Industry players tend to shy away from head-to-head trials because they're risky. After all, if a company's own drug fails to show it is equivalent or superior to a competitor's, it can be financially disastrous, especially in competitive and crowded markets like non-small cell lung cancer. That's why Hansoh and EQRx did their homework to de-risk the trial before it started, by analyzing data from earlier studies. Miller said that if he'd been asked before the trial started, "I would have humbly said, 'I think that trial has a chance to be successful.'"

Meanwhile, if aumolertinib reaches the market, it will compete with third-generation drugs, like AstraZeneca's Tagrisso (osimertinib), which is the current standard of care with demonstrated anti-tumor activity in metastatic NSCLC patients with EGFR sensitizing and resistance mutations. For that reason, aumolertinib's demonstrated superiority over a first-generation drug like Iressa may be less relevant to current treatment practices.

Miller said EQRx is on track to initiate a randomized, open-label trial comparing aumolertinib against Tagrisso in first-line EGFR-mutated NSCLC. That trial will involve a diverse cohort of patients and divide them into three groups receiving aumolertinib, aumolertinib plus chemotherapy, or Tagrisso.

Ultimately, EQRx's aim is to realign the incentives for drug manufacturers, doctors, payors, and patients, which it believes are currently at odds with each other. "The doctor has to battle for the patient to get the drug approved by the payor, in many cases," said Miller. "The patient is waiting in the background to start this therapy and may first hear the startling news it was denied [coverage] or they recommended [another] drug instead."

According to Miller, the widely cited $3 billion to $5 billion cost for a cancer drug to be developed is largely attributable to other drugs in a company's pipeline that fail in preclinical development, commercialization costs, and marketing.

"We believe that in 2022, with our advances in chemistry, biochemistry, genomics, proteomics, and artificial intelligence, the cost of drug development should be substantially less than it is, particularly in areas that are most expensive, like oncology and immune-inflammatory diseases," said Miller, noting that these pricing advantages should be achievable for drug classes with well-studied mechanisms of action and validated targets, like EGFR inhibitors.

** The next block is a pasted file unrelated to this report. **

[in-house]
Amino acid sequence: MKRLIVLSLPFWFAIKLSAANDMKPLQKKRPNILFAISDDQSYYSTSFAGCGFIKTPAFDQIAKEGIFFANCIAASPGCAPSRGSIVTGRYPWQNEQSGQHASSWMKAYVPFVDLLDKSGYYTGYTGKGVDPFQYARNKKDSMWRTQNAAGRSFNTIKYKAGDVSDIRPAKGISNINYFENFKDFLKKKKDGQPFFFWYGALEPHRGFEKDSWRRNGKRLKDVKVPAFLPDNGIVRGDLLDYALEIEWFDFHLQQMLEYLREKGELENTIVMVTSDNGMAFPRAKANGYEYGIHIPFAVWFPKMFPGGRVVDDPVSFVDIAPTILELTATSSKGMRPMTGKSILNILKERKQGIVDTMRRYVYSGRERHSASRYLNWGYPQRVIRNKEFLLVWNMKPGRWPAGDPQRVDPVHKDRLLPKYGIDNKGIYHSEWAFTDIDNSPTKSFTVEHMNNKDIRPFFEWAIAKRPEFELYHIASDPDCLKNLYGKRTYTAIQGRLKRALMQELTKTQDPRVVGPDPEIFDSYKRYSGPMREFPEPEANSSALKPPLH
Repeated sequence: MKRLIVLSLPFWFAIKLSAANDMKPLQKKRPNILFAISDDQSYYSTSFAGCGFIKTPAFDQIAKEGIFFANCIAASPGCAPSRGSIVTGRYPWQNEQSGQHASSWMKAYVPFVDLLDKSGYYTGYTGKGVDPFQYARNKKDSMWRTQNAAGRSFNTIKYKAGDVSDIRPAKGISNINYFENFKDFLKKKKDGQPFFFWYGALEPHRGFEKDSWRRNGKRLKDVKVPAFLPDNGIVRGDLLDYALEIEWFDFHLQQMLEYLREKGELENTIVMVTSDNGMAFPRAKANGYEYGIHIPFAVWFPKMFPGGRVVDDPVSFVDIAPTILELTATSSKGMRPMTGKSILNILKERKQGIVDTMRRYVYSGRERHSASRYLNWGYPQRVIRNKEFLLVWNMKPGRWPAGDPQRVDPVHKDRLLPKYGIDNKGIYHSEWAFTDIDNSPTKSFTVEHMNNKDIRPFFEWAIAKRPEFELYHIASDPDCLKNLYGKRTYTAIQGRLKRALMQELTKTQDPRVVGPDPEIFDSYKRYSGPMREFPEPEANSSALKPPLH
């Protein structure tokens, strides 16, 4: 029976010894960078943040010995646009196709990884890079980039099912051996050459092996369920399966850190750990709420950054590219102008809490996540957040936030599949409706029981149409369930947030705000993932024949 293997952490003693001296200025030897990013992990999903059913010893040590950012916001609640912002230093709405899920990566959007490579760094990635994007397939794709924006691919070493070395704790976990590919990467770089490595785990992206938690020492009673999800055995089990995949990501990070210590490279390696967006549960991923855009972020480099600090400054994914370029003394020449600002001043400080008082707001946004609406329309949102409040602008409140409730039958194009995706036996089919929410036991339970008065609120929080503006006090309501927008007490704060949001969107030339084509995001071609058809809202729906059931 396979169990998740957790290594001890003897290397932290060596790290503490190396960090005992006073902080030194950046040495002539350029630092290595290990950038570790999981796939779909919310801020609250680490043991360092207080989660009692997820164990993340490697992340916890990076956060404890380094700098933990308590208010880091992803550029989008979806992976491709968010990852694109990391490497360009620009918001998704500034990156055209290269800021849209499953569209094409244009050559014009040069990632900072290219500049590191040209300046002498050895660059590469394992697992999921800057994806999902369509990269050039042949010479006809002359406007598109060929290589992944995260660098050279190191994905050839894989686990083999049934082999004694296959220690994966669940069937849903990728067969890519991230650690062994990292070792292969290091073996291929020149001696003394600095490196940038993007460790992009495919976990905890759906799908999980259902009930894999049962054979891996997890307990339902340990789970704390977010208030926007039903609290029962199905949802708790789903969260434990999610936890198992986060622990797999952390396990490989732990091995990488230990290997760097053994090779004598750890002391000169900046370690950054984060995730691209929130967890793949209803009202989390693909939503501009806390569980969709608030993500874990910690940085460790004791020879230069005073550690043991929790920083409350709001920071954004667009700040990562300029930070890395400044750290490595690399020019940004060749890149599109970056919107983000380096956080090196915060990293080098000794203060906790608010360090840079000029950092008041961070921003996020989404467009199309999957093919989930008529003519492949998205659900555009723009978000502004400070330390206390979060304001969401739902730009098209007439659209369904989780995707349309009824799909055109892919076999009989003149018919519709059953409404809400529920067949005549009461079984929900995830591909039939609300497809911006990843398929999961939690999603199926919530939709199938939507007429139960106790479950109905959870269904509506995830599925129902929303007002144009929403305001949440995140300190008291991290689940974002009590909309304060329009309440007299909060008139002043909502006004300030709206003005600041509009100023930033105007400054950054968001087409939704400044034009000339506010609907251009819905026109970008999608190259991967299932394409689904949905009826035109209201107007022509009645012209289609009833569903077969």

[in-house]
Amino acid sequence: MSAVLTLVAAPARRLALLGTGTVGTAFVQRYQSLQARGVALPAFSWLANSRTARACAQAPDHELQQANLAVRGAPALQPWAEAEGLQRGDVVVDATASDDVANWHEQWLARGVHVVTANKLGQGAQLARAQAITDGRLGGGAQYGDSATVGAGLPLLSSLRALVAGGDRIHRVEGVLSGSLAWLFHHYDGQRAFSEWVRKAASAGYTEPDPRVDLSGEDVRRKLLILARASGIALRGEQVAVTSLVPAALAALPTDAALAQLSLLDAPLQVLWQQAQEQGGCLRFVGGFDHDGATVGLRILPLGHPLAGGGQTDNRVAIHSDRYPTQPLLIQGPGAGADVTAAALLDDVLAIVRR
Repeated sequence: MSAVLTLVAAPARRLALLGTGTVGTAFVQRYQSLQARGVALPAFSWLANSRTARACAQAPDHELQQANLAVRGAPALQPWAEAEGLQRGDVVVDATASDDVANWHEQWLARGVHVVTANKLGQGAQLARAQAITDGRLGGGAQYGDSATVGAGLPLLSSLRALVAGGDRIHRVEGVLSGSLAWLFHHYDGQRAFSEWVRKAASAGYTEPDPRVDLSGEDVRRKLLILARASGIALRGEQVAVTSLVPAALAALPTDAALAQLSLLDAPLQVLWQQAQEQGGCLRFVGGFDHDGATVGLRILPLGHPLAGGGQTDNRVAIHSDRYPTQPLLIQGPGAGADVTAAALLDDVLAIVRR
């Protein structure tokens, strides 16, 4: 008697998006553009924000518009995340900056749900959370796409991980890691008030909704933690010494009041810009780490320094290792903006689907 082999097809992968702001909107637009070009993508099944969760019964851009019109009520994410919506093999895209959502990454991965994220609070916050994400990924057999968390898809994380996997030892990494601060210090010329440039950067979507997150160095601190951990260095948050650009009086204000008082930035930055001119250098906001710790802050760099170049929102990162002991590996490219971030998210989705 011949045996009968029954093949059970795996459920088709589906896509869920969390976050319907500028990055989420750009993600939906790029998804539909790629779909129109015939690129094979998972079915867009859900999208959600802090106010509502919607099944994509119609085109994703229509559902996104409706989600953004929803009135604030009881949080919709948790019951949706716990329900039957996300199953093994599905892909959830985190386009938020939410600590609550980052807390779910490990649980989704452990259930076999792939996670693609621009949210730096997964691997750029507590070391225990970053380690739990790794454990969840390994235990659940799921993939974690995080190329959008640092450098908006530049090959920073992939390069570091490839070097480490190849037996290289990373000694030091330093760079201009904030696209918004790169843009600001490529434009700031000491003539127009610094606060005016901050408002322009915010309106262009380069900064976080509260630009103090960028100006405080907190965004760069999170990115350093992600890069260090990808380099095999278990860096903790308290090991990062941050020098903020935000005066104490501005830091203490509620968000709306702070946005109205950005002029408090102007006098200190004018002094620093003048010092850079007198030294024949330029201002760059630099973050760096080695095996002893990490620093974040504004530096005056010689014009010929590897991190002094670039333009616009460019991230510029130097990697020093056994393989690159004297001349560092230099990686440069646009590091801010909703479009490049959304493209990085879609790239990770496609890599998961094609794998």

With reduction in development costs, EQRx believes it can price its drugs at a "fraction" of what other companies typically charge, particularly in the US, and still make a profit.

EQRx has already started inking agreements with payors and health systems, allowing them to secure access to its drugs at lower costs. The company has memoranda of understanding with CVS Health, the National Health Service in England, Geisinger, Blue Shield of California, and other health plans.

While EQRx is planning to launch aumolertinib in the highly competitive and established EGFR-mutated NSCLC market, the company is also hoping to expand the drug into new biomarker-defined indications.

The firm recently said that Turning Point Therapeutics plans to begin a Phase Ib/II trial of its MET-targeting drug elzovantinib with aumolertinib in patients with EGFR-mutated and MET-amplified advanced NSCLC. According to the companies, up to 20 percent of NSCLC patients with EGFR-mutated tumors become resistant to therapy after acquiring MET amplifications, and they are hoping to overcome that resistance with this combination.